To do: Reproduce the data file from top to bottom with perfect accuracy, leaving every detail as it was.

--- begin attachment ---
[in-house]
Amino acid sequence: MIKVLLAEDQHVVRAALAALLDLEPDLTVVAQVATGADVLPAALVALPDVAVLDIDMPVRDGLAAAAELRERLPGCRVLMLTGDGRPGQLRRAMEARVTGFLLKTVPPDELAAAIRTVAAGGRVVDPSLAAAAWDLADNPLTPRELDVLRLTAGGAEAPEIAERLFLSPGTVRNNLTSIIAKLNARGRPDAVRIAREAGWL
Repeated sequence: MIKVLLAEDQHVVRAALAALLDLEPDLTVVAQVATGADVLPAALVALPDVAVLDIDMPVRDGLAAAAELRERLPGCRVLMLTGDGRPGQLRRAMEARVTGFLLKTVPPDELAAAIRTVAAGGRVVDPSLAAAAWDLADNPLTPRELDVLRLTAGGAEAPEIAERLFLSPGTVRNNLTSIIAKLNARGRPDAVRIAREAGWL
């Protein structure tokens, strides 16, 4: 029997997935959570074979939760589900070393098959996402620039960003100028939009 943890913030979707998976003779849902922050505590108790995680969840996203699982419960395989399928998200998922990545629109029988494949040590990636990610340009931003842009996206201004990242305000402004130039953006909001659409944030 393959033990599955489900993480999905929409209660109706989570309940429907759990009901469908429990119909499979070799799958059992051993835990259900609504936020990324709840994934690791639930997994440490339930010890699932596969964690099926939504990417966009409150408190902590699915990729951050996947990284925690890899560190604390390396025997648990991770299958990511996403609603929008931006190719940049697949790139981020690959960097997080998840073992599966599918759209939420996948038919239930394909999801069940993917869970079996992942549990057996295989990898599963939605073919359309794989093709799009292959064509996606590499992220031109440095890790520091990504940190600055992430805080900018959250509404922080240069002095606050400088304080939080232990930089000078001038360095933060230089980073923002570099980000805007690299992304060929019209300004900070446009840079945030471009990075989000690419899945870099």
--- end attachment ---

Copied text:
[in-house]
Amino acid sequence: MIKVLLAEDQHVVRAALAALLDLEPDLTVVAQVATGADVLPAALVALPDVAVLDIDMPVRDGLAAAAELRERLPGCRVLMLTGDGRPGQLRRAMEARVTGFLLKTVPPDELAAAIRTVAAGGRVVDPSLAAAAWDLADNPLTPRELDVLRLTAGGAEAPEIAERLFLSPGTVRNNLTSIIAKLNARGRPDAVRIAREAGWL
Repeated sequence: MIKVLLAEDQHVVRAALAALLDLEPDLTVVAQVATGADVLPAALVALPDVAVLDIDMPVRDGLAAAAELRERLPGCRVLMLTGDGRPGQLRRAMEARVTGFLLKTVPPDELAAAIRTVAAGGRVVDPSLAAAAWDLADNPLTPRELDVLRLTAGGAEAPEIAERLFLSPGTVRNNLTSIIAKLNARGRPDAVRIAREAGWL
């Protein structure tokens, strides 16, 4: 029997997935959570074979939760589900070393098959996402620039960003100028939009 943890913030979707998976003779849902922050505590108790995680969840996203699982419960395989399928998200998922990545629109029988494949040590990636990610340009931003842009996206201004990242305000402004130039953006909001659409944030 393959033990599955489900993480999905929409209660109706989570309940429907759990009901469908429990119909499979070799799958059992051993835990259900609504936020990324709840994934690791639930997994440490339930010890699932596969964690099926939504990417966009409150408190902590699915990729951050996947990284925690890899560190604390390396025997648990991770299958990511996403609603929008931006190719940049697949790139981020690959960097997080998840073992599966599918759209939420996948038919239930394909999801069940993917869970079996992942549990057996295989990898599963939605073919359309794989093709799009292959064509996606590499992220031109440095890790520091990504940190600055992430805080900018959250509404922080240069002095606050400088304080939080232990930089000078001038360095933060230089980073923002570099980000805007690299992304060929019209300004900070446009840079945030471009990075989000690419899945870099």